This is a referendum case. Plaintiff commenced action in lieu of prerogative writ seeking relief in the nature of mandamus to compel defendant Irvington Town Clerk, to file a petition of voters and place on the ballot a referendum concerning a portion of salary ordinance adopted by the Irvington Town Council.
The factual background is as follows. The Town of Irvington is organized under the Optional Municipal Charter Law (Faulkner Act), N.J.S.A. 40:69A-1 et seq. On October 12, 1978 Ordinance MC #2549, entitled "An Ordinance Establishing Salary Ranges for Employees and Officials of the Town of Irvington" (hereinafter referred to as the salary ordinance) was signed by the Mayor of Irvington. It was
published on October 19, 1978 in a local newspaper. A committee challenging the propriety of a portion of the salary ordinance was established, called "Stop the Pay Hikes Committee" (hereinafter the committee). The committee was advised the deadline for filing a petition for a referendum on the salary ordinance was November 7, 1978. On that date it filed petitions, including the names of 1,244 registered voters, in protest of the adoption of the salary ordinance who petitioned that certain of the salary increases provided in the ordinance be submitted to the voters through referendum.
The challenge to the salary ordinance was to those wage increases provided for the mayor, chief executives, council members, officers, administrators, managerial executives, elected officials or any manager, executive or confidential employee as defined under N.J.S.A. 34:13A-3. On November 22, 1978 the town clerk ruled that the petition was deficient. The alleged deficiencies were that the petition did not comply with statutory requirements of N.J.S.A. 40:69A-186. Moreover, the petition was alleged to be so vague and confusing as to be legally defective. Thereafter, on November 27, and December 1, 1978 the committee made an attempt to comply with the alleged deficiencies. This included an effort to add a "verification" to the petitions and correct other deficiencies under the referendum section of the Faulkner Act.
On December 1, 1978, notwithstanding the "corrective amendments" by the committee, the town clerk submitted, pursuant to N.J.S.A. 40:69A-187, a certificate that the petition remained insufficient in both substance and form and set forth particulars thereon. Thereafter, the committee commenced this action against the town council, Mayor and other municipal officials of Irvington (collectively called "Irvington"). On December 4, 1978 a court order stayed the implementation of the salary ordinance pending the court's determination of this case.
Two legal issues are before the court. First, which of two statutes, namely, N.J.S.A. 40A:9-165 or N.J.S.A. 40:69A-184 et seq. , or both, control the form and substance relating to this potential referendum. Second, is the referendum petition so vague and confusing as to be deficient as a matter of law? The court addresses these issues.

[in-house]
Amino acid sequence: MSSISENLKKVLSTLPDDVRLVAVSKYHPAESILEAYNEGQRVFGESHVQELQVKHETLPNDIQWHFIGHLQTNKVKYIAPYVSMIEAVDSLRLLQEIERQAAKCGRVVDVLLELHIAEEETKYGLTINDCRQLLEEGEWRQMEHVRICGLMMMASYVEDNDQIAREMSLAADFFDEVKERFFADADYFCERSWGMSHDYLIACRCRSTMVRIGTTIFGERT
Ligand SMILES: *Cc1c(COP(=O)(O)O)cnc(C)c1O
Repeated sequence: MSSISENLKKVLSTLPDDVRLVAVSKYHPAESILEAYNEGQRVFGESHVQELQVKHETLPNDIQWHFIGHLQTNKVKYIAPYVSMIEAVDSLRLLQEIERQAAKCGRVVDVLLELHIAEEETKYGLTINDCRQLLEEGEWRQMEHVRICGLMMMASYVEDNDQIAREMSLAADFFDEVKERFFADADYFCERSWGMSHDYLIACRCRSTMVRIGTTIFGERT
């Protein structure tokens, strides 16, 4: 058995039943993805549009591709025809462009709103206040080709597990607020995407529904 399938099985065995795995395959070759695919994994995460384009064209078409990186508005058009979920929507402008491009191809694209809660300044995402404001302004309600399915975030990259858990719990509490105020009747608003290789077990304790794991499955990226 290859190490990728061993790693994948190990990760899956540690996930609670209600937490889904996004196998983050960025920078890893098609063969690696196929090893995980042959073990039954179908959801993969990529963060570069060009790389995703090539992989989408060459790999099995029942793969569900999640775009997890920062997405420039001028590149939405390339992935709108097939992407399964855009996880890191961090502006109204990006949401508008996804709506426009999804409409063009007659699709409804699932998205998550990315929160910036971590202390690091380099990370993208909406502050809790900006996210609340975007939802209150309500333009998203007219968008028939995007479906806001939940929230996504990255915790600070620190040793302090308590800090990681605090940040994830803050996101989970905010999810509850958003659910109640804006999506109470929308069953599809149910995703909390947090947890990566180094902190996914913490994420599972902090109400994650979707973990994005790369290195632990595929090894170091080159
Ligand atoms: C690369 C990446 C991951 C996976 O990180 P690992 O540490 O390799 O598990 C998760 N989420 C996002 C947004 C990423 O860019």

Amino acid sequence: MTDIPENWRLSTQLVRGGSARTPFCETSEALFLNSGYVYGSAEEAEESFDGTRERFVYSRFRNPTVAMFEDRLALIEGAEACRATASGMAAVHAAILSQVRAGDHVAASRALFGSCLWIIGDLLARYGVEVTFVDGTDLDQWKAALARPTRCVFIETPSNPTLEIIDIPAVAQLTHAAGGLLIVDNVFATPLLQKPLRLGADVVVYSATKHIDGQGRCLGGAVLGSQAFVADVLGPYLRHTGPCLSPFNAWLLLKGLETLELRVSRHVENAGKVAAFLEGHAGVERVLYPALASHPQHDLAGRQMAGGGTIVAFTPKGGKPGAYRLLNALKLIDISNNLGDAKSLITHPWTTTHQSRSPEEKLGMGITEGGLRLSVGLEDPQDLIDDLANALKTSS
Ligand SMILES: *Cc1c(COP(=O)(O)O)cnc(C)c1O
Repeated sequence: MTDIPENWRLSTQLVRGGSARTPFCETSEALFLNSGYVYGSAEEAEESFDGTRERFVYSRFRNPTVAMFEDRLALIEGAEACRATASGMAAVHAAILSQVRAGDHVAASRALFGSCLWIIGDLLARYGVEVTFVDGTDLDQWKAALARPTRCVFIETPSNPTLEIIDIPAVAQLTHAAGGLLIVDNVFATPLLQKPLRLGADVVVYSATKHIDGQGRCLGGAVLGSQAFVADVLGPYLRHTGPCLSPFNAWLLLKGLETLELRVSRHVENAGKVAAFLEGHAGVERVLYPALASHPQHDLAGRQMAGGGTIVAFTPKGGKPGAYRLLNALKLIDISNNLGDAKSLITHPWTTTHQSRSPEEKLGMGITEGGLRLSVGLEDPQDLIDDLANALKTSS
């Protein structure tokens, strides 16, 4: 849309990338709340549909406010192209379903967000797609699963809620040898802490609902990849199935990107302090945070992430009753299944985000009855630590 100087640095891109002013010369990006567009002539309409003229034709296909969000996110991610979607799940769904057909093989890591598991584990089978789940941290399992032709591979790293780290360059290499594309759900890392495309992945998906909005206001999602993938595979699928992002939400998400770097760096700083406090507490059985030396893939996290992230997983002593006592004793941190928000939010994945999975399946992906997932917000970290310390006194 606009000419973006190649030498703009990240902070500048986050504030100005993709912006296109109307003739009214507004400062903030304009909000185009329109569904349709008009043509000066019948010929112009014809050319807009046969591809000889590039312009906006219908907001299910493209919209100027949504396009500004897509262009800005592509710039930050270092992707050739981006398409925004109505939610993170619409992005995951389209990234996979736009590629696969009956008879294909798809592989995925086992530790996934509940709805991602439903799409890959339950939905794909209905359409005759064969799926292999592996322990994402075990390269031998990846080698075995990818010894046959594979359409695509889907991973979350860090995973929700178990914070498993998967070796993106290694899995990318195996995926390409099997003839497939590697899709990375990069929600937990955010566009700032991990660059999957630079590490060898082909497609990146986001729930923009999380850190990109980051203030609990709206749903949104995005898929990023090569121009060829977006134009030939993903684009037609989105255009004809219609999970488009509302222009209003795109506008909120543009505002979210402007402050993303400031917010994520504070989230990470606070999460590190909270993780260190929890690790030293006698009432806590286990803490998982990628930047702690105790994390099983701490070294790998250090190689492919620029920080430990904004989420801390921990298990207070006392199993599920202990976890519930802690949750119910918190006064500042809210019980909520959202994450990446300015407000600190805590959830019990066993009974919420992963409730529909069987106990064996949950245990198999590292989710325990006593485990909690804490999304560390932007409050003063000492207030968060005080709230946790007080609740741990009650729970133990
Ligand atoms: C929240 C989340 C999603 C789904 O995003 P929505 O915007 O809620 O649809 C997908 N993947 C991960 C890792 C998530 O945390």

Irvington argues that the provisions of the Faulkner Act govern a potential referendum relating to the salary ordinance. Irvington acknowledges that N.J.S.A. 40A:9-165 is a specific statute relating to salary ordinances. However, it asserts that since this statute is silent on matters of form and procedure, including the question of verification of petitions, § 165 must be implemented by those specific provisions of the Faulkner Act which relate to referenda, namely, N.J.S.A. 40:69A-184 et seq.
The Faulkner Act includes a broad range of statutes containing a number of optional municipal government plans, each containing its own governmental procedures. Additionally, the act contains various provisions of general application entitled "Additional Provisions Common to Optional Plans" (Article 17). Within these provisions are included, among others, "Election in General," "Local Legislation," "Recall," "Wards" and the subject of this inquiry, "Initiative and Referendum."
The provisions of the Faulkner Act concerning initiative and referendum are set forth in N.J.S.A. 40:69A-184 to 196, inclusive. The controversy essentially relates to § 186, which states:
All petition papers circulated for the purposes of an initiative or referendum shall be uniform in size and style. Initiative petition papers shall contain the full text of the proposed ordinance. The signatures to initiative or referendum petitions need not all be appended to one paper, but to each separate petition there shall be attached a statement of the circulator thereof as provided by this section. Each signer of any such petition paper shall sign his name in ink or indelible pencil and shall indicate after his name his place of residence by street and number, or other description sufficient to identify the place. There shall appear on each petition paper the
names and addresses of five voters, designated as the Committee of the Petitioners, who shall be regarded as responsible for the circulation and filing of the petition and for its possible withdrawal as hereinafter provided. Attached to each separate petition paper there shall be an affidavit of the circulator thereof that he, and he only, personally circulated the foregoing paper, that all the signatures appended thereto were made in his presence, and that he believes them to be the genuine signatures of the persons whose names they purport to be. [Emphasis supplied]
Section 188 of the Faulkner Act sets forth procedures on amending a petition after an initial determination of insufficiency. This section has no great significance in this case, as both the initial and amended petition were ruled insufficient. The basic thrust of Irvington's argument is that the committee failed to ...